How one man has brought South Africa’s democracy and Mandela’s “miracle” from honour to shame!
Last week I was in South Africa and listened to the disaster that blind faith in democracy can deliver to a country in form of bad leadership. President Jacob Zuma and his confederates have indulged in forms of theft and brigandage that expose the myth of the miracle Nelson Mandela is acclaimed to have delivered to that country. Friends in that nation’s intellectual and business community told me horror tales of mismanagement and corruption that make even Mobutu Sese Seko’s former Zaire face competition as the archetype of a predatory state.
Yet in spite (and precisely because) of his overt and crass thieving, Zuma holds fast on the presidency of both the ruling African National Congress (ANC) and South Africa. Attempts to remove him from the leadership of both the ruling party and nation have hit a snag as his opponents cannot muster the votes necessary to push through a motion of no confidence. Yet only ten years ago, the ANC found it easy to “recall” then sitting president – the cerebral and clean Thabo Mbeki – in a split second decision. Why does the ANC find it easy to remove a clean president but fails to eject one who is openly and blatantly a thug?
The American philosopher-historian Will Durant once said that there have only been three successful forms of government man has ever known. The first is monarchy/aristocracy i.e. rule by birth. This has been the most successful system of government for mankind since the evolution of states. The second is theocracy i.e. rule by religious clerics, which has also worked well historically. The third is democracy; which he defined as “rule by money”, and which has been a hectic interlude. Zuma’s survival only goes to prove Durant’s cynical view of democracy.
There is a naïve approach to democracy that is promoted by the Western powers and supported by Africa’s “intellectual” elites. This view tends to obsess with procedures and rituals of democracy even when they don’t perform any democratic function. Yet, in poor countries, democracy sometimes tends to eliminate public-spirited individuals from politics and instead promoted the most cunning and deceitful ones. We have witnessed this in Uganda since 1996 but it is most exemplified in India, as I will show below.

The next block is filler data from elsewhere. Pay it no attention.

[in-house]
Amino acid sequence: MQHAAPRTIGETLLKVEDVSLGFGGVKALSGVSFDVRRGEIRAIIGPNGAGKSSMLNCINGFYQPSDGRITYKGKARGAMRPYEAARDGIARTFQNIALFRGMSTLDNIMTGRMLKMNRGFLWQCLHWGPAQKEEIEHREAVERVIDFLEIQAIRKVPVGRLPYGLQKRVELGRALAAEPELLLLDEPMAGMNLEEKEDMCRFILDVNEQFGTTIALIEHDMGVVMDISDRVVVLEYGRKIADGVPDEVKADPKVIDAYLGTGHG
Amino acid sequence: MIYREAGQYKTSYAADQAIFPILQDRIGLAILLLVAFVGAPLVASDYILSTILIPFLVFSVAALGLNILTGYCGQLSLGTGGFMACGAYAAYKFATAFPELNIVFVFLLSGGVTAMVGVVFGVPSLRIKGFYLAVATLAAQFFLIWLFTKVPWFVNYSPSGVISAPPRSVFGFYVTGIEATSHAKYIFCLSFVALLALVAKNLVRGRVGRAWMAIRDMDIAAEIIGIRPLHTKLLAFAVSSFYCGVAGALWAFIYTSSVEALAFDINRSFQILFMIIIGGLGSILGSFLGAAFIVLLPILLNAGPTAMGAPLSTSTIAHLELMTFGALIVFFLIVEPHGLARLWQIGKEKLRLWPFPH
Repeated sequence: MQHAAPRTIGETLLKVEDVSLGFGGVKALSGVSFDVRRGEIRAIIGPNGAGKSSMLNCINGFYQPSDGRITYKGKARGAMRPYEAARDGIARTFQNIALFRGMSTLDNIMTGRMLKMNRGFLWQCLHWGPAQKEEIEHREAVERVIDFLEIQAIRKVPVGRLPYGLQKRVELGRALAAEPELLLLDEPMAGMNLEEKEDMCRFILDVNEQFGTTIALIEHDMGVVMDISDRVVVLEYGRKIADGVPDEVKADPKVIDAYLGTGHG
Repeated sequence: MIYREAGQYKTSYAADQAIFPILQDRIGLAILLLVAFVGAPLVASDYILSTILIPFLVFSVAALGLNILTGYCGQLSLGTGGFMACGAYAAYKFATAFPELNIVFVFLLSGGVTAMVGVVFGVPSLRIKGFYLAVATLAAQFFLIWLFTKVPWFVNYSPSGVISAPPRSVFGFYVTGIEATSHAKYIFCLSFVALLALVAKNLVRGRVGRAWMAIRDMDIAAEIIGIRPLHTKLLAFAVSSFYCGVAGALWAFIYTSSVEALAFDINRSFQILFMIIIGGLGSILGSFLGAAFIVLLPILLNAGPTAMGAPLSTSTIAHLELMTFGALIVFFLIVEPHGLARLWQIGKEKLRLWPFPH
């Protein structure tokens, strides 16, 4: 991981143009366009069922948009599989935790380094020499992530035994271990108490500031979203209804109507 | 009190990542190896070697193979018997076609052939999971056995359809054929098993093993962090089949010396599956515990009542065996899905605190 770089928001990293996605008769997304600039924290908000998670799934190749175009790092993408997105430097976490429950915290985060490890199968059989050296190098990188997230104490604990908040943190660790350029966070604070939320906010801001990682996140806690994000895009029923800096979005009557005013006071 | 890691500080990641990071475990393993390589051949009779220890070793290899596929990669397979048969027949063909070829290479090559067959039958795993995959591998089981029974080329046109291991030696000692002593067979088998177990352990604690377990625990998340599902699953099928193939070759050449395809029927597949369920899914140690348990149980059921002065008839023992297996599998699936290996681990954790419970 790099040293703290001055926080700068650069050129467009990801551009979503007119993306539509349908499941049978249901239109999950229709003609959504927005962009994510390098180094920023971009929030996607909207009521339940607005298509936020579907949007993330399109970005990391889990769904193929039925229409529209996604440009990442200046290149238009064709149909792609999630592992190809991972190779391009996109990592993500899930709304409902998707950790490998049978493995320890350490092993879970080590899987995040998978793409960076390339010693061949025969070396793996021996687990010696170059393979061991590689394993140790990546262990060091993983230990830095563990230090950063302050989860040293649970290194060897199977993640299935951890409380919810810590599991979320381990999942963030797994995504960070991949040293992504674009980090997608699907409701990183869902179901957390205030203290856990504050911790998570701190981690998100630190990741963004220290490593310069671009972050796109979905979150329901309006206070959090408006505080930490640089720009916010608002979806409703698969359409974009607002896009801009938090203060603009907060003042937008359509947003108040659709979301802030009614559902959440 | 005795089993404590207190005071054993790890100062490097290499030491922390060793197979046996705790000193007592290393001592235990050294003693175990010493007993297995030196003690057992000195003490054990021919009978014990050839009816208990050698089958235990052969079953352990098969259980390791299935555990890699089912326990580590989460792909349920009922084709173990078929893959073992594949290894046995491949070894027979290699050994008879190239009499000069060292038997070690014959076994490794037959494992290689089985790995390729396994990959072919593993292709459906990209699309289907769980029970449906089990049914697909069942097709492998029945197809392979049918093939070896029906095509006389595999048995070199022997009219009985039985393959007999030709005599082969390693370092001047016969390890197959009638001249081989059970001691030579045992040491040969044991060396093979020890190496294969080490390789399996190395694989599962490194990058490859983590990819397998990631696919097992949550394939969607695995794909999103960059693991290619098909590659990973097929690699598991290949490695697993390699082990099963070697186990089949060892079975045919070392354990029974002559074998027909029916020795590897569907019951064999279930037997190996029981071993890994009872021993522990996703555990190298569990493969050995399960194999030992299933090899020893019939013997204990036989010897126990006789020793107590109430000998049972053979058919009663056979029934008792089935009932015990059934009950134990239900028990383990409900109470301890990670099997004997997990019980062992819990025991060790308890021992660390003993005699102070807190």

People like Zuma understand Africa’s politics better than the educated middleclass with a pretentious global intellectualism. For all his crass corruption, Zuma has actually held his base – the urban poor and rural masses. This is because although South Africa is the most industrialised country on the continent (its urban population is 64.3%) and has an equally large private sector and middleclass, it is still a poor country.
Zuma has never had a formal education. He, therefore, possibly has better political instincts about what works in a context of poverty that many middleclass African elites lack. He is openly polygamous, and doesn’t seem bothered by it as many of his educated colleagues in Africa are (and therefore hide their second and third wives and mistresses). Zuma knows, perhaps intuitively, that many voters do not distinguish the public finances of the state of South Africa from the private finances of its president.